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openSUSE:UEFI Image File Sign Tools
There are two sign tools for the UEFI image file: pesign and sbsigntools. Here is the simple HOWTO of the usage of the two tools.
Create Your Own Certificate
Before signing any UEFI image file, you need a certificate for signing. For test, if you don't want to fiddle with openssl commands, I recommend use the script in pesign.
# ./make-certs UserName email@example.com all codesign 188.8.131.52.4.1.3184.108.40.206
The script creates several files, but only the following files are needed: ca.crt, UserName.crt, UserName.key, and UserName.p12.
Pesign is developed by Peter Jones and maintained in his github repo. The packages for openSUSE 12.1, openSUSE 12.2, and SLE-11-SP2 are available in obs://home:gary_lin:UEFI. The package will create new user and group, 'pesign', if it doesn't exist. (Update: pesign is in openSUSE 12.3 and going to be in SLE-11-SP3 and any later version.)
Import Certificates into the NSS database
Since pesign uses NSS to manage the certificates, you have to import your certificates into the NSS database. The default NSS database path is /etc/pki/pesign, but you can also specify a database. Before manipulating the NSS database, make sure mozilla-nss-tools is installed in your system. Create the database if you don't have it.
$ mkdir certdb $ certutil -N -d certdb Enter a password which will be used to encrypt your keys. The password should be at least 8 characters long, and should contain at least one non-alphabetic character. Enter new password: Re-enter password:
You can list the certificates in the database with this command:
$ certutil -L -d certdb Certificate Nickname Trust Attributes SSL,S/MIME,JAR/XPI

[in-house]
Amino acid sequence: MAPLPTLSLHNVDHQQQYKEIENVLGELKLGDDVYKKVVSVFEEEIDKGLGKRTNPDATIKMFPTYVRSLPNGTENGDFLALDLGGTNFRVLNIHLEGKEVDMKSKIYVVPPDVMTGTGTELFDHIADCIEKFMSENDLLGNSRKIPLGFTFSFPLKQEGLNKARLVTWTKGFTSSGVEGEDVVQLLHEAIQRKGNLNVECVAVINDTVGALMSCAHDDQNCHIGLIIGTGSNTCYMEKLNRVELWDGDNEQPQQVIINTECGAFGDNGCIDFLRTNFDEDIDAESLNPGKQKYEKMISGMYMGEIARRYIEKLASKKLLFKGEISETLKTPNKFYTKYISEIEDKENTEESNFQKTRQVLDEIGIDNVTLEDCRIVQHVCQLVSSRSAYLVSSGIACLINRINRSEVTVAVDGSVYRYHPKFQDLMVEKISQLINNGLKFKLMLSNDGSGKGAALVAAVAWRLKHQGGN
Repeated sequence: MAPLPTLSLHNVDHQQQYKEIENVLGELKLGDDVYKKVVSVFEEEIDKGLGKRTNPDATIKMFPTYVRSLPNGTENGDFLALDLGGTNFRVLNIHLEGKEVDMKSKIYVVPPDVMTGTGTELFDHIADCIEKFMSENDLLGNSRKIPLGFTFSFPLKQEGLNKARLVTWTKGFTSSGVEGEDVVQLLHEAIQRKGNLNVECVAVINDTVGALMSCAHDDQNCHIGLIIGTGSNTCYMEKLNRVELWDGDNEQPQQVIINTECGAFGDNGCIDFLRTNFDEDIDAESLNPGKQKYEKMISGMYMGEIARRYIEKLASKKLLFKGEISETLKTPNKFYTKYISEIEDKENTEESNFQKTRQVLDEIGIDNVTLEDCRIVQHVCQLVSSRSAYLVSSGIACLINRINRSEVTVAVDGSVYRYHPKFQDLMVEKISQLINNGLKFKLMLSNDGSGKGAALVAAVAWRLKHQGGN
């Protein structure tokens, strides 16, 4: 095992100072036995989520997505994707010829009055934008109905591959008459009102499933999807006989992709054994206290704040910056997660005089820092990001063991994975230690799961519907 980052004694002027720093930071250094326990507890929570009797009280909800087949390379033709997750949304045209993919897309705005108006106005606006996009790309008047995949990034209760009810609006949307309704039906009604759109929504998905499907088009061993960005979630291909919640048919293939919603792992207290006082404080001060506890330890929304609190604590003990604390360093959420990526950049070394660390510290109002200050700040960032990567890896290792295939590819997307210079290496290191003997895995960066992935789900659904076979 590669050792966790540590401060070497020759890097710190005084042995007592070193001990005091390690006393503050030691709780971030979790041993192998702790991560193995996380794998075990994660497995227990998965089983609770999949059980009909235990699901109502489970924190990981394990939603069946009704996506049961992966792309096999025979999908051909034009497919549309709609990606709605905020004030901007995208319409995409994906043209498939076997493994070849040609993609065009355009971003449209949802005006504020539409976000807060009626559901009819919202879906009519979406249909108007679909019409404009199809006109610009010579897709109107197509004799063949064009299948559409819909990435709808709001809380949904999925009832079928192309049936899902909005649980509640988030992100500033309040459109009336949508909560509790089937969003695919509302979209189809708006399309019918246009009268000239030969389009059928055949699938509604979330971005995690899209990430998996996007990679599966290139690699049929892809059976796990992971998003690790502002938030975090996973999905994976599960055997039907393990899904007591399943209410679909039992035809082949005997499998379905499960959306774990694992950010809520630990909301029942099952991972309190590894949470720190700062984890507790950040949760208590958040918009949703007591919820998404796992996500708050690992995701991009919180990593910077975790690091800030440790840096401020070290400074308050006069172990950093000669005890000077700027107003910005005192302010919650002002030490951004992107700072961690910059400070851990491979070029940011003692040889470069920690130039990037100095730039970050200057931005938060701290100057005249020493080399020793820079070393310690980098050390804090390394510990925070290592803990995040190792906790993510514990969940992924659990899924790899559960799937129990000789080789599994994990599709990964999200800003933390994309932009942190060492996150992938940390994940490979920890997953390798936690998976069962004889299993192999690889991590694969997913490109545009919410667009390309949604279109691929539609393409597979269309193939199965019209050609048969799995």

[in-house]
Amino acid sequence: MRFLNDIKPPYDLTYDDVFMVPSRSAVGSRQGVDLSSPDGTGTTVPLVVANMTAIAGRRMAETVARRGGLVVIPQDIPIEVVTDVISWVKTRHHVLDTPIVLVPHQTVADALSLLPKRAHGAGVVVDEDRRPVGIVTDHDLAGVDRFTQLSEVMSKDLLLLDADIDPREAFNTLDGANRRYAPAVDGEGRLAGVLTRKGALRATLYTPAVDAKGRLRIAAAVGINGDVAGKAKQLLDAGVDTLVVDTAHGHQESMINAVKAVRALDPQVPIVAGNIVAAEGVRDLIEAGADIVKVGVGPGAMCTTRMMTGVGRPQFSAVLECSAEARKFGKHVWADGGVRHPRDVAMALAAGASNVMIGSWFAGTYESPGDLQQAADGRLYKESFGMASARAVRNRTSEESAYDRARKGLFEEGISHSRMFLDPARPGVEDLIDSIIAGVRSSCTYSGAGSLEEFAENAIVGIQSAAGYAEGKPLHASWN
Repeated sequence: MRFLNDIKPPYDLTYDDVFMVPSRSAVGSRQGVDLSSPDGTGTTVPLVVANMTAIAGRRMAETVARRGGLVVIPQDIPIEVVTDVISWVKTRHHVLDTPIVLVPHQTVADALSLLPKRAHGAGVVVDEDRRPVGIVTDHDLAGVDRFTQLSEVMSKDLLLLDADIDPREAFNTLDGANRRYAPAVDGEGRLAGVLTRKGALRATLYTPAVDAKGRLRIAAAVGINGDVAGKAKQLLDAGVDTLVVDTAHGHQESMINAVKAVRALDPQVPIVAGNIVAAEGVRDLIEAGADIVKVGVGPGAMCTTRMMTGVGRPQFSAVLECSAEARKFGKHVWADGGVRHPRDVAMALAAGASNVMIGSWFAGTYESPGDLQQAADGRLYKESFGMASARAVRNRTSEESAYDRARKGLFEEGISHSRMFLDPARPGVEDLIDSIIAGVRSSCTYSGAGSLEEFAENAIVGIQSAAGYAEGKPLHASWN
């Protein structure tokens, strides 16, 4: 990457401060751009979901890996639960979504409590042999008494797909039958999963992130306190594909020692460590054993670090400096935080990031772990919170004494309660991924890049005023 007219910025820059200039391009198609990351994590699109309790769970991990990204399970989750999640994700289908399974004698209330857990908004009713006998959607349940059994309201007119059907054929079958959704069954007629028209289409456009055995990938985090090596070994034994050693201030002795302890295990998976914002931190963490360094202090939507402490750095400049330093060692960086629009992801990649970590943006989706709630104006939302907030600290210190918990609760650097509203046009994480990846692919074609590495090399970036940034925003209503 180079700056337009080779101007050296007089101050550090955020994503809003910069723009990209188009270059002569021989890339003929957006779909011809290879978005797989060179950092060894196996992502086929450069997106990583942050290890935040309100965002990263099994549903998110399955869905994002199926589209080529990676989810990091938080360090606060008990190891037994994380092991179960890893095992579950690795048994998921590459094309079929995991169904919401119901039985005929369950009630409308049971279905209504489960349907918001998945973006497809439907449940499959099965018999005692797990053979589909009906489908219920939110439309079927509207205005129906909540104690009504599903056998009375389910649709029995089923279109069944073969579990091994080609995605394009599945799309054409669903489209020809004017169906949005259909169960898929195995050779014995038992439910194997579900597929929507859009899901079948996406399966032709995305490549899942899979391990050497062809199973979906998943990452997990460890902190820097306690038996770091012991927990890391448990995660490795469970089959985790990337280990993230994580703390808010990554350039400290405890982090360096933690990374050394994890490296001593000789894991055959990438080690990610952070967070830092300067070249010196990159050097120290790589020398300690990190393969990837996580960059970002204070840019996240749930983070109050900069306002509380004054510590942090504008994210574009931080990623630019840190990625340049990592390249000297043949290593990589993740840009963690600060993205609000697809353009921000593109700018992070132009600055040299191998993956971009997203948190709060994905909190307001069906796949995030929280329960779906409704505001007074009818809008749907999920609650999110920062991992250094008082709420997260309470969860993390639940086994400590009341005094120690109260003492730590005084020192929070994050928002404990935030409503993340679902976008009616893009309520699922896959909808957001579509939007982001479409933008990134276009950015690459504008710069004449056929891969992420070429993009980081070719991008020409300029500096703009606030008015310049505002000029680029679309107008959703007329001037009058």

If your certificate were not listed, then you could start to import your certificates.
- Import the CA certificate:
$ certutil -A -n 'my CA' -d certdb -t CT,CT,CT -i ca.crt
- Import your private key:
$ pk12util -d certdb -i UserName.p12
The NSS database may request a password for the database to keep the private key. Please remember the database password deeply since it will be used later.
- Import your certificate:
$ certutil -d certdb -A -i UserName.crt -n "UserName" -t u
- Check the database
$ certutil -L -d certdb Certificate Nickname Trust Attributes SSL,S/MIME,JAR/XPI my CA CT,C,C UserName u,u,u
Sign UEFI images
After importing your own certificate, you can start to sign the UEFI image files. There are two ways to do it: 'pesign' or 'pesign-client'.
To sign sample.efi and save as sample-signed.efi:
$ pesign -n certdb -c "UserName" -s -i sample.efi -o sample-signed.efi
Then, a password prompt will show
Enter passphrase for private key:
Since your private key was imported into the NSS database, you have to enter the database password instead of the password of your private key.
To show the signature in sample-signed.efi:
$ pesign -n certdb -S -i sample-signed.efi
The output will be similar to this:
--------------------------------------------- Content was not encrypted. Content is detached; signature cannot be verified. The signer's common name is SomeOrg No signer email address. Signing time: Tue Jul 03, 2012 There were certs or crls included. ---------------------------------------------
Besides the command "pesign", there is a pesign daemon to access the centralized key database (/etc/pki/pesign).
To start the daemon in openSUSE 12.x:
# systemctl start pesign.service
# rcpesign start
Once the daemon is started, pesign-client can get the keys through the daemon.
First, enter the password to unlock the database.
$ pesign-client -u
Then, sign the image.
$ pesign-client -c "UserName" -s -i sample.efi -o sample-signed.efi
Sbsigntools is developed by Jeremy Kerr. Per README in the sbsigntools, the program is maintained in git://kernel.ubuntu.com/jk/sbsigntool. The package for openSUSE 12.1 is available in obs://home:jejb1:UEFI
Sign the UEFI image file
To sign the UEFI image file with sbsigntools, just use the following command:
$ sbsign --key UserName.key --cert UserName.crt --output sample-signed.efi sample.efi
Verify the signed file
To verify the signature with the CA certificate:
$ sbverify --cert ca.crt sample-signed.efi Signature verification OK